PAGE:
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Supreme Court, Appellate Division, Third Department, New York.

IN RE: BRIDGET E. BAR, Appellant, v. DIANA SHORT et al., Respondents.


Decided: November 22, 2017

Before:  Egan Jr., J.P., Lynch, Rose, Aarons and Pritzker, JJ. Renee J. Albaugh, Hamden, for appellant. Michelle E. Stone, Vestal, attorney for the child.


Calendar Date:  October 18, 2017

Appeal from an order of the Family Court of Broome County (Pines, J.), entered July 6, 2015, which dismissed petitioner's application, in a proceeding pursuant to Family Ct Act article 6, to modify a prior order of visitation.

Petitioner (hereinafter the mother) and respondent Timothy Perry (hereinafter the father) are the parents of a child (born in 2012).  Since the child's birth, the child has resided with respondents Robbin Smith and Diana Short, two acquaintances of the father.  Pursuant to a 2013 order, Smith and Short have physical custody of the child and, as relevant here, the mother has supervised parenting time with the child at times as could be agreed between the mother and Smith and Short.  The mother commenced this proceeding to modify the 2013 order by seeking increased and unsupervised visitation with the child.  Following a hearing, Family Court found that the mother failed to show a change in circumstances and dismissed the petition.  The mother now appeals.  We affirm.

The mother, as the party seeking modification of a prior visitation order, bears the initial burden of showing a change in circumstances since the entry of such order and, if this burden is satisfied, then show that the best interests of the child would be served by modifying the prior order (see Matter of Rehman v. Sheikh, 152 AD3d 910, 911–912 [2017];  Scott Q. v. Joy R., 151 AD3d 1206, 1207 [2017], lv denied 29 NY3d 919 [2017];  Matter or Tina RR. v. Dennis RR., 143 AD3d 1195, 1197 [2016] ).  While the mother premised her modification petition on her attendance at the domestic violence and parenting classes as required by the 2013 order, Family Court found that the mother did not benefit from those courses and that she had not acted “age appropriately with [the] child.”  In this regard, Smith testified that the mother would not interact much with the child during supervised visits and rather would be drawn to the television.  Smith described an incident in which the mother was playing with her phone while the child started running towards the road and that Smith had to yell at the mother to catch him.  Short also recounted that in one instance, the mother held the child down with her leg across him because the child would not let her read to him.  Short stated that during one visitation at a parenting center, the mother slept for 45 minutes while the child played with other children.  The mother was also dealing with mental health issues and she testified that she suffered from grand mal seizures.  The mother acknowledged that if she had unsupervised visitation with the child, she would need someone to check in on her because of her seizures, which could occur at any time.  Smith likewise testified that visitation was supervised primarily because of the mother's seizures.  Short expressed safety concerns about the mother's seizures given the child's young age and the fact that mother did not know when a seizure could occur.  In addition, although the mother sought unsupervised visitation at her house, she had a bed bug problem.  Smith stated that the bed bug issues persisted throughout 2014, which was one reason why supervised visitation could no longer take place there.  Short also testified that visitations at the mother's home stopped because she invited a prostitute and her daughter to move in with her.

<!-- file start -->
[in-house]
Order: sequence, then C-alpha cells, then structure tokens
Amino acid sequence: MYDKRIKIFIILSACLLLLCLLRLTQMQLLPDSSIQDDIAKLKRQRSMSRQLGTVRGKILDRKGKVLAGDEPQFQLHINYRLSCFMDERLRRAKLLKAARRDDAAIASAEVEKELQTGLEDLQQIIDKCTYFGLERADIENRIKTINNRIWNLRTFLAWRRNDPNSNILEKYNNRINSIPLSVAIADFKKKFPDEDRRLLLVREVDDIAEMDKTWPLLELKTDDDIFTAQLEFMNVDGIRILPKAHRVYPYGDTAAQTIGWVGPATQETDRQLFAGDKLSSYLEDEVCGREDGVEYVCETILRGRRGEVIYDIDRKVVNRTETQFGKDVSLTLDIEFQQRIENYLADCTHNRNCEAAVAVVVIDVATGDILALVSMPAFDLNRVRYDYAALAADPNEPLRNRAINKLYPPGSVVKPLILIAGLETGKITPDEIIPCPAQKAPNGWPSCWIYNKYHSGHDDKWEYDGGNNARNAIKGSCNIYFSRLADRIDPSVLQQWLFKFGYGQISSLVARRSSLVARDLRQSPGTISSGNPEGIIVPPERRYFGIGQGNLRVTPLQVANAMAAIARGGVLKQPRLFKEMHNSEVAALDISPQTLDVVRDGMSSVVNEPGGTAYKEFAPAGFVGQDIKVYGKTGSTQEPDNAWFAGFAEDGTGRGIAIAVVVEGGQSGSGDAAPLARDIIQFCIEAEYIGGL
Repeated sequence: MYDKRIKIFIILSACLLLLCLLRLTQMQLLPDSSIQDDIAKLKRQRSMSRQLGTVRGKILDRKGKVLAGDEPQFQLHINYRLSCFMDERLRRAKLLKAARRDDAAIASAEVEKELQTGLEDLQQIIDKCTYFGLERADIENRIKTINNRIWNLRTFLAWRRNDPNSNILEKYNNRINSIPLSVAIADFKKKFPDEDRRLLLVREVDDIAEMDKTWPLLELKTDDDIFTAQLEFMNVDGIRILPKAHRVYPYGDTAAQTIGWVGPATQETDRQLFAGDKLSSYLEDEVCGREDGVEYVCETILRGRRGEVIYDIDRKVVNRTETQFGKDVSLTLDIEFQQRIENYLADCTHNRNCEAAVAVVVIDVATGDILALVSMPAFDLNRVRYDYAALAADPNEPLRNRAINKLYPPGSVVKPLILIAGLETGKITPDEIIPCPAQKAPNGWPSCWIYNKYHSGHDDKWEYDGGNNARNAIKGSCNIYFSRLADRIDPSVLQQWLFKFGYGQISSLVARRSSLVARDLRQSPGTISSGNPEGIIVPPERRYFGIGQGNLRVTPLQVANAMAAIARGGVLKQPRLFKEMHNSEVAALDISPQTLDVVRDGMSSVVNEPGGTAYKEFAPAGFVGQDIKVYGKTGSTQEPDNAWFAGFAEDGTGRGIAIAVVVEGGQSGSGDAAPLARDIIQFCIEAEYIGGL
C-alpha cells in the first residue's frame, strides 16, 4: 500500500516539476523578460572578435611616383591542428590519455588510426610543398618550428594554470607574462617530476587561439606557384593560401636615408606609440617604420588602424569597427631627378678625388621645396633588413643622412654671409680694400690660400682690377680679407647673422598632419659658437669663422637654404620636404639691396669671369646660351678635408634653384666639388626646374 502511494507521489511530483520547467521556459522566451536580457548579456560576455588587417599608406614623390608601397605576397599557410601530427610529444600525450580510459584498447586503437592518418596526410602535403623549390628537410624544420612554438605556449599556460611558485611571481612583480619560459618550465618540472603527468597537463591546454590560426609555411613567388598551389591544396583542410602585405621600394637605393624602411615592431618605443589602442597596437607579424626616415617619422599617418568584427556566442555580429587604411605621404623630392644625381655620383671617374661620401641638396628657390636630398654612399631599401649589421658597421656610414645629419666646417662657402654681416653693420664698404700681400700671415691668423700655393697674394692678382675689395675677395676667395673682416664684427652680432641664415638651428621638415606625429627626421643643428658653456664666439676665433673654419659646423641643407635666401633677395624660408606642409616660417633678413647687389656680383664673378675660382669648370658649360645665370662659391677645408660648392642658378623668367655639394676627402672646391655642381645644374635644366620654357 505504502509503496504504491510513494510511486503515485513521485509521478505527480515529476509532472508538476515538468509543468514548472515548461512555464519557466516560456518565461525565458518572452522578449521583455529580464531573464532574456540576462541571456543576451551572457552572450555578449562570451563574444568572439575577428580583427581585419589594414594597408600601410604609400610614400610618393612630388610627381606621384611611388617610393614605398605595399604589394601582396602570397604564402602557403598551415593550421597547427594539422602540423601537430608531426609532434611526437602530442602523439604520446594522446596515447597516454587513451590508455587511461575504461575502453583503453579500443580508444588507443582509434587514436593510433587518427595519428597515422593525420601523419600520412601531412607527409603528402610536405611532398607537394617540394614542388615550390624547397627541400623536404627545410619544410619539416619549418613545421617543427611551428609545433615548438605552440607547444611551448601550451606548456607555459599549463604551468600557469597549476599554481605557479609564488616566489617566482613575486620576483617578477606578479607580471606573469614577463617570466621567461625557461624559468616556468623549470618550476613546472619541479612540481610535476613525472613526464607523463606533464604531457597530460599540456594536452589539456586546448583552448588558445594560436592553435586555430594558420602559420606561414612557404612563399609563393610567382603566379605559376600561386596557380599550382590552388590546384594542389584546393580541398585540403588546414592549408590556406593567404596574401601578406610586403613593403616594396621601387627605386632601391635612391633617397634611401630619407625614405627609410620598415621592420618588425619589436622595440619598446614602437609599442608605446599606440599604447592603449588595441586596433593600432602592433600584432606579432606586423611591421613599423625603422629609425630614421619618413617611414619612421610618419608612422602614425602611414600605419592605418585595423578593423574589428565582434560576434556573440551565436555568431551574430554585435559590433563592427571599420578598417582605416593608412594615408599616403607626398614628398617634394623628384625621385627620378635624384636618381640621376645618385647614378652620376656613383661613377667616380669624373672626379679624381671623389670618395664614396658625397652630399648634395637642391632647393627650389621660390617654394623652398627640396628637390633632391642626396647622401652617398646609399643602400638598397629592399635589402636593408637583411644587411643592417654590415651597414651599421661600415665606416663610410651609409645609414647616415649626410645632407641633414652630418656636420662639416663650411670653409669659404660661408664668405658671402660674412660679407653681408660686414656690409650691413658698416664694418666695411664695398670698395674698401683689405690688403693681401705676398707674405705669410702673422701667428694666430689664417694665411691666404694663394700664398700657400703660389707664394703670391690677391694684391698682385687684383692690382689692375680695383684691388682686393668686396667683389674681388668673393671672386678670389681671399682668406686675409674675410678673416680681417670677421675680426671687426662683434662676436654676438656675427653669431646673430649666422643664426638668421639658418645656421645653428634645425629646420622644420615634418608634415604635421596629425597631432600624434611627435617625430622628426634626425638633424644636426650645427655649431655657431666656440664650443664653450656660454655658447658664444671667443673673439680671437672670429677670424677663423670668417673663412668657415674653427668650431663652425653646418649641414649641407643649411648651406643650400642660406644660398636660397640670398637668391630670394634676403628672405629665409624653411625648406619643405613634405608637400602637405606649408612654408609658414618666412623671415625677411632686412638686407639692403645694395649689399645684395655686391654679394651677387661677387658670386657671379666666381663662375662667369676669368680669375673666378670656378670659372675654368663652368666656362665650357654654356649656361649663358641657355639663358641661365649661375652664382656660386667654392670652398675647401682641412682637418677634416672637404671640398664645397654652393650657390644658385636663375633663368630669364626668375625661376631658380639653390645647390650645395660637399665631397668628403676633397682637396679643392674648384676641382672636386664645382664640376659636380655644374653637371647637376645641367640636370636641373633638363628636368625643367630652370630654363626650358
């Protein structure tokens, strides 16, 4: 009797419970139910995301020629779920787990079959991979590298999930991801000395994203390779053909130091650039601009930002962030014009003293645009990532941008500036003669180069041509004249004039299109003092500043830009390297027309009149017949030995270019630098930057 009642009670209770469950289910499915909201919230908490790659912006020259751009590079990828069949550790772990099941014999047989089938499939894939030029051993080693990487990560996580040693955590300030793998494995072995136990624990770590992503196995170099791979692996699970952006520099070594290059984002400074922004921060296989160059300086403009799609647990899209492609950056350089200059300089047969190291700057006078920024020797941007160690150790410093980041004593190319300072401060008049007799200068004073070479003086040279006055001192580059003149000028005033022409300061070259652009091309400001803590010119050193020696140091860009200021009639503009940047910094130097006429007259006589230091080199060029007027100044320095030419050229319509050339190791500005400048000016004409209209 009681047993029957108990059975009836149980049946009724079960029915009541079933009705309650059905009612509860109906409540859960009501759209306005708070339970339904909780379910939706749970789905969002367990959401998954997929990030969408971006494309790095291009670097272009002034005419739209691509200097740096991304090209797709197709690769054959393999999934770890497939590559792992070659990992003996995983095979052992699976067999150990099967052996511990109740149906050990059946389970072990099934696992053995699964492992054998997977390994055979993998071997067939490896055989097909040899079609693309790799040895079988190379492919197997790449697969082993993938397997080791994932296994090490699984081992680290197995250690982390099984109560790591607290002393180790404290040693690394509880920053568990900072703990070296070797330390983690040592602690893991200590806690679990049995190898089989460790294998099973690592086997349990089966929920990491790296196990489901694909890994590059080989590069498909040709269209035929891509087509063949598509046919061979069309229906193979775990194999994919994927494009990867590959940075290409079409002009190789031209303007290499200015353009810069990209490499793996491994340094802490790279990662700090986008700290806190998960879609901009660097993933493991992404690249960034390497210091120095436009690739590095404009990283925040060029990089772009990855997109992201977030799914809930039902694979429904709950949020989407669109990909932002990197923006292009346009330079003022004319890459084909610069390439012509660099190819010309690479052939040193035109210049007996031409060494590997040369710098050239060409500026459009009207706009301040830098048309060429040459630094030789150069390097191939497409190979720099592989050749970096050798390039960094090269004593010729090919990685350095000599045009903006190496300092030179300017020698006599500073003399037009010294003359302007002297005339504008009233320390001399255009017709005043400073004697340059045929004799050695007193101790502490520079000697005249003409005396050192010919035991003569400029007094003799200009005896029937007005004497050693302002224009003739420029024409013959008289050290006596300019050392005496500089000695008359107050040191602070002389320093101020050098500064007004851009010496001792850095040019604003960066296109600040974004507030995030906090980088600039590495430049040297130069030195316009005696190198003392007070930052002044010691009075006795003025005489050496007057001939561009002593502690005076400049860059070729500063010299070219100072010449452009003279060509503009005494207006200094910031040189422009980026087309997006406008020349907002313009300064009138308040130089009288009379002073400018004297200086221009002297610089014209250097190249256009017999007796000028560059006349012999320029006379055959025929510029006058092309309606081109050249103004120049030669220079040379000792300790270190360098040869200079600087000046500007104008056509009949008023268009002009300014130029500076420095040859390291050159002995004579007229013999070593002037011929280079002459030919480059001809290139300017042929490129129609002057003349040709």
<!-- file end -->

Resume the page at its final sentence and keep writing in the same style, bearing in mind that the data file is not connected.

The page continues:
Based on the foregoing, we conclude that Family Court did not err in finding that the mother failed to show a change in circumstances since the entry of the 2013 order (see Matter of Gilbert v. Gilbert, 128 AD3d 1286, 1287 [2015];  Matter of Trimble v. Trimble, 125 AD3d 1153, 1154–1155 [2015];  Matter of Fish v. Fish, 112 AD3d 1161, 1161–1162 [2013] ).  Family Court found that, even though the mother “ha[d] made some inroads,” she still had mental health issues.  Family Court took particular note of the mother's persistent bed bug problem, her potential for seizures and the fact that she allowed a prostitute to move in with her and stated that the mother failed to present credible evidence of a stable home environment for unsupervised visitation with the child.  Family Court also credited the testimony of Smith and Short and noted that they have given the child stability and structure.  Inasmuch as we accord deference to Family Court's findings and assessment of the witnesses' credibility, the court's determination is supported by a sound and substantial basis in the record and will not be disturbed (see Matter of Eller v. Eller, 126 AD3d 1242, 1243 [2015];  Matter of Clarkson v. Clarkson, 98 AD3d 1208, 1209 [2012];  Matter of Sharyn PP. v. Richard QQ., 83 AD3d 1140, 1143 [2011] ).  We also note that even if the mother had carried her burden of establishing a change in circumstances, the record discloses that modification of the 2013 order would not be in the best interests of the child.

Egan Jr., J.P., Lynch, Rose and Pritzker, JJ., concur.

ORDERED that the order is affirmed, without costs.


Robert D. Mayberger

Clerk of the Court

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